Ever wondered what to do with the stacks of amazing artwork your child accumulates over the years? After you’ve framed some of the stand out ones, there’s still so much more, and I could never bring myself to throw a single piece away. These are after all, your child’s expressions, development, imprints, the way they see the world, their marks.

A few years ago I came up with a solution, and me and my four year old son at the time created this:


A patchwork of some of the highlights of his art, capturing little drawings and moments, and creating what he now calls his ‘story’. From this he tells wonderful adventure stories involving forests, and spiders, and fires. This hangs proudly in our living room. We also used offcuts and extra pieces to create smaller artworks for family members, a great idea for absolutely one of a kind, bespoke artwork - not to mention super special!

With my three year old son I wanted to do something a little different, yet just as effective. I have a soft spot for all things round right now, so I set about using a round template (pretty easy, I used a mason jar screw band!) and we got to work. His masterpiece has pride of place in our entrance now. He is super proud!! His eyes light up as he shows everyone who comes through the door.

Here’s how we did it: NOTE: please check with your young one first that it is okay to cut up their work. My six year old won’t let me do this! These are after all, their creations :-)

You will need: A canvas or frame with white backing board (the larger the better, for impact) High grade PVA glue Medium paint brush (for applying glue) Scissors (or a circle cutter) A round template (a mason jar screwband is PERFECT, as you can see what it is you are going to be cutting out through the 'window’) Pencil Masking tape Patience

Step by step: 1. Measure your canvas or backing board height and width (for framed work, take into account how much of the backing board will be covered by the frame, and take measurements from the edge of the open visible part) 2. Measure the diameter of your proposed circles 3. Figure out how many circles you will need with the following formula: Width (cm) divided by diameter of circles (cm), minus 2 (rounded down to nearest whole number. Taking 2 circles away is to allow for white space around the entire artwork) Height (cm) divided by diameter of circles (cm), minus 2 (rounded down to nearest whole number) Multiply number of circles for width by number of circles for height, and you have your total.

eg. Number of circles for width: 100cmW divided by 7cm = 14.29, minus 2 = 12.29, or 12 Number of circles for height: 60cmH divided by 7cm = 8.57, minus 2 = 6.57, or 6 Number of circles for width, 12 multiplied by number of circles for height, 6 = 72 total circles


4. Time to cut out your circles! Try to use the boldest and most detailed parts of artwork for optimum impact. Trace inside your screwband with a pencil, or whatever you are using as a circle template (jar lid, round piece of card). Cut out each circle with scissors, OR a circle cutter. I never knew these existed until I had already cut my circles! In saying that, I quite liked cutting the circles by hand, strangely therapeutic. Here’s our little stack of circles ready to go:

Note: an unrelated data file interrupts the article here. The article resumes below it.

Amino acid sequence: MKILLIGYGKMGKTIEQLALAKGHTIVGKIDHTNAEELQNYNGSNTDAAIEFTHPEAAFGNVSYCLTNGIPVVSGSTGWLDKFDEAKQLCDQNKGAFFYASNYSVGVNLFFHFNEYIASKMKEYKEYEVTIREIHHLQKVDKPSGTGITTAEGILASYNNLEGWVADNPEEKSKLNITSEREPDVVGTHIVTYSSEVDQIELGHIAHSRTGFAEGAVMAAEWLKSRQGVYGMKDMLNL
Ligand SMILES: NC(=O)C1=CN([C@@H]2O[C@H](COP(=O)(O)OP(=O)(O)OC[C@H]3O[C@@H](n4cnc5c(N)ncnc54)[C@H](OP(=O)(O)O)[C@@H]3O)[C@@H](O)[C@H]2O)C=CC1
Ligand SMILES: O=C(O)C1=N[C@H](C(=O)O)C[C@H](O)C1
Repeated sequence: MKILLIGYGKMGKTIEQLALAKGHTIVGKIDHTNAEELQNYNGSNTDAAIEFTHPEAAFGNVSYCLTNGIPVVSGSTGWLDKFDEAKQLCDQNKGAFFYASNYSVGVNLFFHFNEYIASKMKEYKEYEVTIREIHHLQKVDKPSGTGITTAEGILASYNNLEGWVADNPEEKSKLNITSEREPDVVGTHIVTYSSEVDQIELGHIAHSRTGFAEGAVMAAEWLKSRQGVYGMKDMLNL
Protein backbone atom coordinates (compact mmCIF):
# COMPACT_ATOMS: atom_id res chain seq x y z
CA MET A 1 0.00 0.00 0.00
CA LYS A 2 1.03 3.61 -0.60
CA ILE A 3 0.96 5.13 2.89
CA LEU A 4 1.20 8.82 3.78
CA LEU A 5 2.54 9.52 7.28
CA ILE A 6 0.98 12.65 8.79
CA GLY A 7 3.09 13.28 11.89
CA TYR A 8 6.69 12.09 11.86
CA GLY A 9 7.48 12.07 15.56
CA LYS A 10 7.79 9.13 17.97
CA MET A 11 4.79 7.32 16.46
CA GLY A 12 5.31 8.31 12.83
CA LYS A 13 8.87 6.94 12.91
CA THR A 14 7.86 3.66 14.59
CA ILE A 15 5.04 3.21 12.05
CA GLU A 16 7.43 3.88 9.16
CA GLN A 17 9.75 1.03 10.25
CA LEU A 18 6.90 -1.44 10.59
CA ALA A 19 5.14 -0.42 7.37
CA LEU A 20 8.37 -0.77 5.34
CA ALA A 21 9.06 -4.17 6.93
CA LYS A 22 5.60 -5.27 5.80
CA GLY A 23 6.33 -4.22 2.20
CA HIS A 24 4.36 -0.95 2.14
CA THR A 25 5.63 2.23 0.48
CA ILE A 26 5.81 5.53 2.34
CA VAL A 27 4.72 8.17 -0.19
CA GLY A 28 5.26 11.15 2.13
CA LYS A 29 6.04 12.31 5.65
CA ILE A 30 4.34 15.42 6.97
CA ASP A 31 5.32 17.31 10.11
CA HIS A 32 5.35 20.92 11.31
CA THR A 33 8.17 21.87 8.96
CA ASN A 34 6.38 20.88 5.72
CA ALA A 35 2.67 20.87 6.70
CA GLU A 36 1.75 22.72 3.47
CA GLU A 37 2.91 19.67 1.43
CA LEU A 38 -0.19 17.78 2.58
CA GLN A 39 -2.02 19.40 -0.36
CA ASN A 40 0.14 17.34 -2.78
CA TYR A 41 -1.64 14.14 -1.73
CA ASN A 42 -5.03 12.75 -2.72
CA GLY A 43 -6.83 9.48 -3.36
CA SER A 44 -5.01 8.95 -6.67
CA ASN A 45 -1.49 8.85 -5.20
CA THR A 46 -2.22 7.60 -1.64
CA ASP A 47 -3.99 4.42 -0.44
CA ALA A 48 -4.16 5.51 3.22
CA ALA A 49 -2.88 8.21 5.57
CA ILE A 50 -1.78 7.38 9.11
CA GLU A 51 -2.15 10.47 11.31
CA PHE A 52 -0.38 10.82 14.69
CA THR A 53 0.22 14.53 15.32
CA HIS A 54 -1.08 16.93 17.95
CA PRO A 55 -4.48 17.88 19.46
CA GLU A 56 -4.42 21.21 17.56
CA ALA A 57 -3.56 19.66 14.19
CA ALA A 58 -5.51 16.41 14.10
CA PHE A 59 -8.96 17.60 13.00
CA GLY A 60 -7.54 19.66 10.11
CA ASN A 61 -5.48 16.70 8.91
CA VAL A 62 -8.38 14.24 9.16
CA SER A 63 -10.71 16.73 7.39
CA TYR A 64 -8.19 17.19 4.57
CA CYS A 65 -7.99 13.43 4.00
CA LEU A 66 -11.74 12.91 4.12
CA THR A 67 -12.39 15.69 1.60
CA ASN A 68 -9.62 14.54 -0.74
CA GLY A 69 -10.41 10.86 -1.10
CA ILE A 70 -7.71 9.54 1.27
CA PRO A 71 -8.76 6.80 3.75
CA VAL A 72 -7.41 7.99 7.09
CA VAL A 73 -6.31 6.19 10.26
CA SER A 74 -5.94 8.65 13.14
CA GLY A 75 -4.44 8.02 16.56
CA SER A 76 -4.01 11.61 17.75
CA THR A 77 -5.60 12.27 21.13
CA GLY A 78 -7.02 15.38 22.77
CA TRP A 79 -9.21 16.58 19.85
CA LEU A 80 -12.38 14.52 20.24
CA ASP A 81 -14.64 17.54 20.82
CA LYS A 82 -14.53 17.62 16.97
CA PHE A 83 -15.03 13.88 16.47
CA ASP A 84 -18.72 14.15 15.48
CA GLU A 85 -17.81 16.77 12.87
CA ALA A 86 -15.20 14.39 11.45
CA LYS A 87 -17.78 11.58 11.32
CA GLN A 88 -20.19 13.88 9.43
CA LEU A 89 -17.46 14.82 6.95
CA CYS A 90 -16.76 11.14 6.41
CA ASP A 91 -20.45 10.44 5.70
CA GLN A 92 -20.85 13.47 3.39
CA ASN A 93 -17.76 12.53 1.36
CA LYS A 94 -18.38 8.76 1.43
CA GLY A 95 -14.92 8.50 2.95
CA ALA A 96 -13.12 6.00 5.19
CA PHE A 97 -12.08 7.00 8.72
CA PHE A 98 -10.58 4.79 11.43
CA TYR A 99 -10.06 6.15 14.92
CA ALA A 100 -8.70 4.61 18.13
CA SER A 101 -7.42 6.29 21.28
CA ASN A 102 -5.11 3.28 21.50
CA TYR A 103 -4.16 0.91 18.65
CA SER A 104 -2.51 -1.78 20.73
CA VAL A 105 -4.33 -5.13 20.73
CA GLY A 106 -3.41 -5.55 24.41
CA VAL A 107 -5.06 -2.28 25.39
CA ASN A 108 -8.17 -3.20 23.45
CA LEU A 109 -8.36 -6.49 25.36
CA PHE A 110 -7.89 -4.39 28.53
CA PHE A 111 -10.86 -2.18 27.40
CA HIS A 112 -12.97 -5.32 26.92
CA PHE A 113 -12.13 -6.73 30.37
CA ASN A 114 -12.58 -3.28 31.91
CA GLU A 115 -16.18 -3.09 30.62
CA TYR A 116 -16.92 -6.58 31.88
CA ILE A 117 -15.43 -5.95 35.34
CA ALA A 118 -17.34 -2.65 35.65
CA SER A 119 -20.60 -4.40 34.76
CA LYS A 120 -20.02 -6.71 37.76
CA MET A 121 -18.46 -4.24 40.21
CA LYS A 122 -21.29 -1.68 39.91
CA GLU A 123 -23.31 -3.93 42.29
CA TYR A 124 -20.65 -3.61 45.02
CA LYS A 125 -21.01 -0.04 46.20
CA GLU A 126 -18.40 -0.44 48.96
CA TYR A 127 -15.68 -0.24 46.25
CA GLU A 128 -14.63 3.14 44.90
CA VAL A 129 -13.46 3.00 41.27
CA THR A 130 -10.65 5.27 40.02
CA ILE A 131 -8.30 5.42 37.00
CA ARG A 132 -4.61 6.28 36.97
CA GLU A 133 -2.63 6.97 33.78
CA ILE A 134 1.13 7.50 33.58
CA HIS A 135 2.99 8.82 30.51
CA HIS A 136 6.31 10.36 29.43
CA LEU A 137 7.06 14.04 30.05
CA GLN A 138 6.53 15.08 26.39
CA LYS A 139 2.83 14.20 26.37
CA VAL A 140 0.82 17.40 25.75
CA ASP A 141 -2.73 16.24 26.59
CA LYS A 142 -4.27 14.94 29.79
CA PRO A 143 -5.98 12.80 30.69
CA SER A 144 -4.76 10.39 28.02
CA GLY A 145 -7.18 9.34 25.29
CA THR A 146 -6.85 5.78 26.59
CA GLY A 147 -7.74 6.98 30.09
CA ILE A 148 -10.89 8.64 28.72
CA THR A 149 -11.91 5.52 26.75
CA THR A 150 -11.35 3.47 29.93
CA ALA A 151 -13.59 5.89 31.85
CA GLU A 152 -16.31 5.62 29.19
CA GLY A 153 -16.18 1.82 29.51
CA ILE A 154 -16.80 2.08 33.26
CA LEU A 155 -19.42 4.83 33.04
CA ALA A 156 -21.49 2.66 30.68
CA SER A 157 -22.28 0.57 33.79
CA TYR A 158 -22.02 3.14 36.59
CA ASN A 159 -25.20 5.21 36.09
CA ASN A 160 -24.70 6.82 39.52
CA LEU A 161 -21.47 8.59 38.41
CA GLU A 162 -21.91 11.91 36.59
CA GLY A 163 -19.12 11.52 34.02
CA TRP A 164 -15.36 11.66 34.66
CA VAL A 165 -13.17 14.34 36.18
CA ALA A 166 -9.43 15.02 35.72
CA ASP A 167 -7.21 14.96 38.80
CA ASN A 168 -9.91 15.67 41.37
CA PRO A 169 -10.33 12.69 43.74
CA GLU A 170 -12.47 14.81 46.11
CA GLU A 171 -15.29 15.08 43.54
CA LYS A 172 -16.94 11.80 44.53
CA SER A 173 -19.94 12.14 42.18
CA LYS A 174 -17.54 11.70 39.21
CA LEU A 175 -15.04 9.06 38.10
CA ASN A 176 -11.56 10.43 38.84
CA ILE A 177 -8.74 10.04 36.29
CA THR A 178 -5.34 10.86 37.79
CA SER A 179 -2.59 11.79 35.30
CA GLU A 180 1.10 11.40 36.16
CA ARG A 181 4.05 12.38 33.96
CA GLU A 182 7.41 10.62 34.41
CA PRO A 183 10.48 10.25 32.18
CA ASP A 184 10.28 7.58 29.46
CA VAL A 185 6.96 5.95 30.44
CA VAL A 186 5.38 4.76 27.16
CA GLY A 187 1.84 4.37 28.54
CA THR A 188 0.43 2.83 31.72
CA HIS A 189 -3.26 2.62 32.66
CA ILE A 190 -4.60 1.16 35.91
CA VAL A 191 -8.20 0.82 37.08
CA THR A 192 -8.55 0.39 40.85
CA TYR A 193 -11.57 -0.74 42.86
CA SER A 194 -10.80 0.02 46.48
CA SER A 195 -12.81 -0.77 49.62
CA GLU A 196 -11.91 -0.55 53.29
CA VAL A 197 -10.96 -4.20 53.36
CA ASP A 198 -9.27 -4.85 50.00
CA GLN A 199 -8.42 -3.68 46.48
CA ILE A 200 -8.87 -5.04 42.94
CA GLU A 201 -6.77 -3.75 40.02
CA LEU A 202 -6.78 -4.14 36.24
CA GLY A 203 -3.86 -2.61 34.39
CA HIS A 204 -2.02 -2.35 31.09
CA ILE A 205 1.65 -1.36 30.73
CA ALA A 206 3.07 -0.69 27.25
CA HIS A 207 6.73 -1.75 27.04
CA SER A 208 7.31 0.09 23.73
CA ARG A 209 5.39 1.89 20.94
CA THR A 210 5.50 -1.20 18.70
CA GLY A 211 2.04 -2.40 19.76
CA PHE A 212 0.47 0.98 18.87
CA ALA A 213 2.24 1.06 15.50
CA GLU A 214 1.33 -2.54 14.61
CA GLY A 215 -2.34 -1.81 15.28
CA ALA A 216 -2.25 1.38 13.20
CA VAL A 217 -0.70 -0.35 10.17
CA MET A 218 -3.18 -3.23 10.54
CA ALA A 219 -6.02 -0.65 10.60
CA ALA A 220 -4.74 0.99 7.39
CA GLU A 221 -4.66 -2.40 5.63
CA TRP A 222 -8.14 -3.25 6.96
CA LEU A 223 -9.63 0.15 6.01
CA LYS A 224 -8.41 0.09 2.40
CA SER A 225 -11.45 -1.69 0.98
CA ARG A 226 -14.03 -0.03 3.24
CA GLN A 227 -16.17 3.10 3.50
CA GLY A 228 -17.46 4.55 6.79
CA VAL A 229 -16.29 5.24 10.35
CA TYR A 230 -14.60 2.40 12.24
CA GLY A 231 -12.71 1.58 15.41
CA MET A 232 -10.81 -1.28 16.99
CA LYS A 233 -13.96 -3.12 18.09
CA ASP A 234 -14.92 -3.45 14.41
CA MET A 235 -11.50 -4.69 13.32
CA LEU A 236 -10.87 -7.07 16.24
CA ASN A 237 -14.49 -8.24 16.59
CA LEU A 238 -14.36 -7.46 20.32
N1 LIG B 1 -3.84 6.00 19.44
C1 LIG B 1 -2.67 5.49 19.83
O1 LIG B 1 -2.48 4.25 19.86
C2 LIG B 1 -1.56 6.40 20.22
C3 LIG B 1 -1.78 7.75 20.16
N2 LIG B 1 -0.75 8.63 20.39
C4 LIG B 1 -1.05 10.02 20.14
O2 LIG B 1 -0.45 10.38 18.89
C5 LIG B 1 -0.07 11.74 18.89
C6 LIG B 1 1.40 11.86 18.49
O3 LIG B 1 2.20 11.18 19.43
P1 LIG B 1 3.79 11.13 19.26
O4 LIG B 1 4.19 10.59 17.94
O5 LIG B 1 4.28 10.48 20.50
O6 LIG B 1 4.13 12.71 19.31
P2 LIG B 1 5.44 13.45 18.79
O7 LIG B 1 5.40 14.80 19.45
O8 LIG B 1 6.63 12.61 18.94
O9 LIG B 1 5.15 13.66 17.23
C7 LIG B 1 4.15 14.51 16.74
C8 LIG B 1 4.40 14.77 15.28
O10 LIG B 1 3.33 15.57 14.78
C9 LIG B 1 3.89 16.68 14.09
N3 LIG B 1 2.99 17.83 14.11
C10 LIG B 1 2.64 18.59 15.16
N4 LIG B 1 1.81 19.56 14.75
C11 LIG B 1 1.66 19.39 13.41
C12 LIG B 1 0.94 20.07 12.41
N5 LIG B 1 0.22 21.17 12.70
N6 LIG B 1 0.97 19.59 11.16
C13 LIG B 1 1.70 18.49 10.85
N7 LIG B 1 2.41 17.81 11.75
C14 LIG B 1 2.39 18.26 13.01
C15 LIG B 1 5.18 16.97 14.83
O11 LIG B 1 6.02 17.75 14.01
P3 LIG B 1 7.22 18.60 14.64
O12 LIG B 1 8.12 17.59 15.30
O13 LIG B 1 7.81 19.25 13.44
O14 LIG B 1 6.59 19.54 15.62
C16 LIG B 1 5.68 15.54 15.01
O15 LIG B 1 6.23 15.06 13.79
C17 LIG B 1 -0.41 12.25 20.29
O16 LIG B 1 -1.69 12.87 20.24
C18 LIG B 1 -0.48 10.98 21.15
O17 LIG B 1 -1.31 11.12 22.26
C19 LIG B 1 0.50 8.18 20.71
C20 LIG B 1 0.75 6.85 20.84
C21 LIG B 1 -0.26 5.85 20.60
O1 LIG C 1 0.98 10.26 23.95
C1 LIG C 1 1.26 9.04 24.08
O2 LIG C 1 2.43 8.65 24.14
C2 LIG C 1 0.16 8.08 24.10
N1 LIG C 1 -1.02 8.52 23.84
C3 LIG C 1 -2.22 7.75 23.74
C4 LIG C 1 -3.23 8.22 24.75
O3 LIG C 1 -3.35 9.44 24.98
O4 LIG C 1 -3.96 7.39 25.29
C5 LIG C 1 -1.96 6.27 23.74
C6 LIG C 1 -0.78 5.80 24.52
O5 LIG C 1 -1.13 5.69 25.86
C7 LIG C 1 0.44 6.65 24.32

5. Now to lay them out on your canvas or board. So that you have it perfectly centred, and with a uniform white space around the finished piece, calculate the following:

A. Width of canvas (cm), minus (diameter of circles x number of circles going across), divided by 2. B. Height of canvas (cm), minus (diameter of circles x number of circles going down), divided by 2. eg. 100cmW, minus (7cmD x 12) = 16cm, divided by 2 = 8cm 60cmH, minus (7cm x 6) = 18cm, divided by 2 = 9cm


This gives you the measurements from the outside edge of the canvas or opening of frame, to where your artwork starts. For the width, from both sides, measure in “A"cm and mark with pencil. For the height, measure in "B"cm from top and bottom, and mark with pencil. Tape off the area that is the 'artwork space’ with masking tape, with the masking tape to the outside of the imaginary dotted line:

6. In the artwork space, arrange your circles. Move them around until you get something you like. I like to mix them up, but you may want to colour group, go from dark to light shades…

7. Starting at the top left corner, start to stick each to the canvas, working in rows going down. Brush PVA glue on the back of the circles, one at a time, and press down with fingers, rubbing over any lifting edges or air bubbles with your thumbnail. You can always go back and do this again once the entire layout is complete. Glue circles so that the edges touch the masking tape defined edge, and also touch the other circles.


HINT: pour your PVA glue into a dish and leave it out in the open air for a few hours to become tacky. This will help stick the stiffer and more warped pieces of artwork down.

Remove masking tape, rub out pencil marks, and….It’s done!

Admire the masterpiece!


I feel like I’ve forgotten something….maybe not. I hope this all makes sense! It may seem a little wordy and full of calculations, but it really is straight forward. We adore ours. Hope you have fun :-)

Christall x